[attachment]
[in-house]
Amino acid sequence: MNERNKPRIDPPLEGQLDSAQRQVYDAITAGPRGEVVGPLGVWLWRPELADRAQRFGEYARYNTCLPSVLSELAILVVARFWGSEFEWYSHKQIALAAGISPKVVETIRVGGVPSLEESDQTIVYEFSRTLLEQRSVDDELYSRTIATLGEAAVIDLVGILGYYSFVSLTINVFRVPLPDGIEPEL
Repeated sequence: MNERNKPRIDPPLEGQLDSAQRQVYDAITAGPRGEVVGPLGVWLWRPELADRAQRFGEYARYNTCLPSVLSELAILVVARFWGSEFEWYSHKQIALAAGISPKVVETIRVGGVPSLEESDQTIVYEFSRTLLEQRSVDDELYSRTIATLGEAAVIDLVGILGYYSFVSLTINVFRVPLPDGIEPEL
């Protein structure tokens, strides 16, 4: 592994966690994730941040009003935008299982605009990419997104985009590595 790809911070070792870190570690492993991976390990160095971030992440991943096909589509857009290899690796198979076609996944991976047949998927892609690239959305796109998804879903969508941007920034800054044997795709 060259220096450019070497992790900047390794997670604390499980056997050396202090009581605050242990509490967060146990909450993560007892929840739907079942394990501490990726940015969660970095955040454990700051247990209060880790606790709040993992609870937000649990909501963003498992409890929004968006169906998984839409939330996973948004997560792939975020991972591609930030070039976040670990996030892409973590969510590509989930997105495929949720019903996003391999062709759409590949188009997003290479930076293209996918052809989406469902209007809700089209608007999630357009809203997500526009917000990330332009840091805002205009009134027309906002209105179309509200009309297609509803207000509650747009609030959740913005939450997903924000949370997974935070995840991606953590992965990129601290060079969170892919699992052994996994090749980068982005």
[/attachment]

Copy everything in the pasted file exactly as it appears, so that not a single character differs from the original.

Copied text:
[in-house]
Amino acid sequence: MNERNKPRIDPPLEGQLDSAQRQVYDAITAGPRGEVVGPLGVWLWRPELADRAQRFGEYARYNTCLPSVLSELAILVVARFWGSEFEWYSHKQIALAAGISPKVVETIRVGGVPSLEESDQTIVYEFSRTLLEQRSVDDELYSRTIATLGEAAVIDLVGILGYYSFVSLTINVFRVPLPDGIEPEL
Repeated sequence: MNERNKPRIDPPLEGQLDSAQRQVYDAITAGPRGEVVGPLGVWLWRPELADRAQRFGEYARYNTCLPSVLSELAILVVARFWGSEFEWYSHKQIALAAGISPKVVETIRVGGVPSLEESDQTIVYEFSRTLLEQRSVDDELYSRTIATLGEAAVIDLVGILGYYSFVSLTINVFRVPLPDGIEPEL
């Protein structure tokens, strides 16, 4: 592994966690994730941040009003935008299982605009990419997104985009590595 790809911070070792870190570690492993991976390990160095971030992440991943096909589509857009290899690796198979076609996944991976047949998927892609690239959305796109998804879903969508941007920034800054044997795709 060259220096450019070497992790900047390794997670604390499980056997050396202090009581605050242990509490967060146990909450993560007892929840739907079942394990501490990726940015969660970095955040454990700051247990209060880790606790709040993992609870937000649990909501963003498992409890929004968006169906998984839409939330996973948004997560792939975020991972591609930030070039976040670990996030892409973590969510590509989930997105495929949720019903996003391999062709759409590949188009997003290479930076293209996918052809989406469902209007809700089209608007999630357009809203997500526009917000990330332009840091805002205009009134027309906002209105179309509200009309297609509803207000509650747009609030959740913005939450997903924000949370997974935070995840991606953590992965990129601290060079969170892919699992052994996994090749980068982005």